Union Tribune

May 20, 2002

A-1

INS overhaul to begin at top
Public, most employees unlikely to notice changes

By MARCUS STERN 
COPLEY NEWS SERVICE 

WASHINGTON Even if Congress makes good on its promise to
relegate the Immigration and Naturalization Service to history's
dust bin, as one lawmaker promised, much will remain
unchanged to the eye of the agency's customers and
rank-and-file employees.

It might lose its tarnished name, as Congress is threatening, but
the screening of people and cars at the nation's air, sea and land
entry points and the processing of immigration applications will
continue to be done largely by the same people in the same
buildings.

What's more, many of the INS' systemic problems are unlikely to
be fixed through management restructuring, because they stem
from the nation's complex and constantly changing patchwork of
immigration laws and practices, according to a trove of reports
over the years.

National mood swings and sharp divisions over the issue have
resulted in laws that in some cases are unenforceable or
unworkable. Without untangling the laws and placing some kind
of check on the rapidly growing immigration caseload, these
problems will continue, many experts say.

"That is correct," agreed Rep. F. James Sensenbrenner Jr.,
R-Wis., chairman of the House Judiciary Committee and author
of a sweeping bill abolishing the agency. The House passed it
overwhelmingly in April. "However, changing the laws without
reforming the INS first is simply going to compound the
problems."

The fate of the INS has never been murkier.

The Sensenbrenner bill is one of three possibilities. All of them
have a common central objective: separating INS' service and
enforcement functions into separate bureaus.

The major difference is that the Bush administration would keep
them within the INS. Sensenbrenner's bill and one being drafted
by Sen. Edward M. Kennedy, D-Mass., chairman of the Senate
immigration subcommittee, would place them in the Justice
Department under an associate attorney general. That would
eliminate the INS as it exists today. Currently, the INS is an
agency with its own commissioner within the Justice
Department.

Homeland Security Director Tom Ridge reportedly has favored a
fourth arrangement that is widely considered a long shot:
creating a separate and independent border enforcement
agency.

Under that plan, INS inspectors and Border Patrol agents would
join Customs inspectors and Coast Guard officers in the new
border enforcement agency. INS investigators and detention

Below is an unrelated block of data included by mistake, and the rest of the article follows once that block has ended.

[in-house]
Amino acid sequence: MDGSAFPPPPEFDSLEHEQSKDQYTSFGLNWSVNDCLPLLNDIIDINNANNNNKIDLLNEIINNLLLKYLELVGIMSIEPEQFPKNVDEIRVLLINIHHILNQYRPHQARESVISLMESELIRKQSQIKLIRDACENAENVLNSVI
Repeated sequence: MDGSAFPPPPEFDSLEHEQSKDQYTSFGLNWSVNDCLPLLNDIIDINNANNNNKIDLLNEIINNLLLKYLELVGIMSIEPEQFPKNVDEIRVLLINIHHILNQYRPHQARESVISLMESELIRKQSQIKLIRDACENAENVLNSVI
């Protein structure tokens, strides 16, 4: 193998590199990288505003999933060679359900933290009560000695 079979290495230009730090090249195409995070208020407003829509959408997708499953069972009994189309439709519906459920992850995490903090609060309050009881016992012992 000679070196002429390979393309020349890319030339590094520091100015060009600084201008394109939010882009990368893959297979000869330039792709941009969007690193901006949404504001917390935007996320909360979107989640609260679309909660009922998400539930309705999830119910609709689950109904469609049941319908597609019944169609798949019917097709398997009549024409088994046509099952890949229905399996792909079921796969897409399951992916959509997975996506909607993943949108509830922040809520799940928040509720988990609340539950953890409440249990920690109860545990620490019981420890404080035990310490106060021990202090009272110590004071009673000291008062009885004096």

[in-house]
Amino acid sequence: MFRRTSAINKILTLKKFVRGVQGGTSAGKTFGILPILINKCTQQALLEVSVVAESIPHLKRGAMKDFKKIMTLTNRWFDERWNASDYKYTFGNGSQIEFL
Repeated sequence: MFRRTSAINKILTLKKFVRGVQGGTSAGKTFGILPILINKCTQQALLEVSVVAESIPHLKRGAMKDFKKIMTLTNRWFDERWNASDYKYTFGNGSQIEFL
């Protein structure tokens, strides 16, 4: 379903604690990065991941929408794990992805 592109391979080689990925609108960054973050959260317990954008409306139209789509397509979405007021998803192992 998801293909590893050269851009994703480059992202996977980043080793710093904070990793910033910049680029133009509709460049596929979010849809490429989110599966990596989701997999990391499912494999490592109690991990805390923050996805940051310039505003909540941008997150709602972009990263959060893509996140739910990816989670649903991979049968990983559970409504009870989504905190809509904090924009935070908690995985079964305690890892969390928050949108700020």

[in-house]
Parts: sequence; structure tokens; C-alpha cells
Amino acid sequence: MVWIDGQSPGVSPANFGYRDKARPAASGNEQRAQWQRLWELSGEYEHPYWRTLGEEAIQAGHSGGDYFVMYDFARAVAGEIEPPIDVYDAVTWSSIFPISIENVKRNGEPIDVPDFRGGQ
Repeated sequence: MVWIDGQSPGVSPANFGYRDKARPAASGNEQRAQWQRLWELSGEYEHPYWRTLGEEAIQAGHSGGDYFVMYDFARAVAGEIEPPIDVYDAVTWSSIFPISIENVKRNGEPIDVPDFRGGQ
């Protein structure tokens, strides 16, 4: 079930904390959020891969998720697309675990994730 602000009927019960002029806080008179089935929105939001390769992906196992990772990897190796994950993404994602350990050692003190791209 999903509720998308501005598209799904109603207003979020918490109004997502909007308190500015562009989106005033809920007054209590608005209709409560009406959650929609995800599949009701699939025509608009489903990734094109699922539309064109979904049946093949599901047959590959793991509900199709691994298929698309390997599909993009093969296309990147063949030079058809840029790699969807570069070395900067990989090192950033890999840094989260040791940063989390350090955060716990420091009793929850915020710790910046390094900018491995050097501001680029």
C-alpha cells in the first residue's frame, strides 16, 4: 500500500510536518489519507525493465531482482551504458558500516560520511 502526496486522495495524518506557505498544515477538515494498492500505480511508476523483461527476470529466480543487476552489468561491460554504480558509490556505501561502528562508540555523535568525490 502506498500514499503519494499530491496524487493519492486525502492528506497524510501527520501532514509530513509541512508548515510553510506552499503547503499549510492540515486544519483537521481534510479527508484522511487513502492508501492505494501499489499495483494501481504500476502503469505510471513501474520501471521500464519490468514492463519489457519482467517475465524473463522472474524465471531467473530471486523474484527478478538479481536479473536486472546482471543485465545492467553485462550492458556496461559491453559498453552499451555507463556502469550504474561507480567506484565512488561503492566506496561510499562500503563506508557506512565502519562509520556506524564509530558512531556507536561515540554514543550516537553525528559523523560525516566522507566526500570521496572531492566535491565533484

officers would make up a separate immigration enforcement
bureau focusing on the country's interior. A separate bureau
would handle all of the INS' service functions, such as
adjudicating applications for green cards, work permits and
citizenship.

One thing is clear: The INS' service and enforcement functions
are being split. Even if Congress does nothing in the end, the
administration already has embarked on a major restructuring
that some in the agency hope will avert the more aggressive
action threatened on Capitol Hill.

The $70 million INS restructuring plan is expected to begin in
late June and take 18 months to complete. It would divide the
agency from its existing makeup of three regions and 33 districts
into six service areas and nine enforcement areas.

According to the plan as it was unveiled in November, San Diego
would serve as the headquarters of one enforcement area.
However, INS officials said Friday they are reconsidering that
decision and that the Southern California headquarters could be
placed elsewhere.

INS Commissioner James Ziglar is expected in San Diego next
Friday, where among other things he is planning a
town-hall-style meeting with INS employees.

The thrust of the INS plan is restructuring operations so that
senior officials around the country are not simultaneously
responsible for both service and enforcement activities, as they
are now.

Toward that end, the three regional administrators and 33
district directors, who constitute the INS leadership backbone in
the field, will go. The argument is that they each have either
service or enforcement backgrounds and expertise, but as
district directors and regional administrators they have been
overseeing both functions, neither very well.

By replacing the traditional districts and regions with separate
enforcement and service areas, the agency hopes to ensure that
each bureau's entire chain of command will reflect a greater
singleness of purpose, clarity of mission and most importantly,
accountability, said Richard Cravener, the INS' director of
restructuring.

"You won't have conflicting missions," Cravener said.

The changes, he added, will be largely invisible to the agency's
customers and its rank-and-file employees.

"The ports of entry will look identical," he said. "The service
offices will be right where they are and the people who are there
now will still be there."

But the chain of command stretching to Washington behind
those rank-and-file employees will be fully committed either to
service or enforcement, not both. Because of that, Cravener
expects to see productivity rise over time.

"We hope to see greater efficiencies," he said.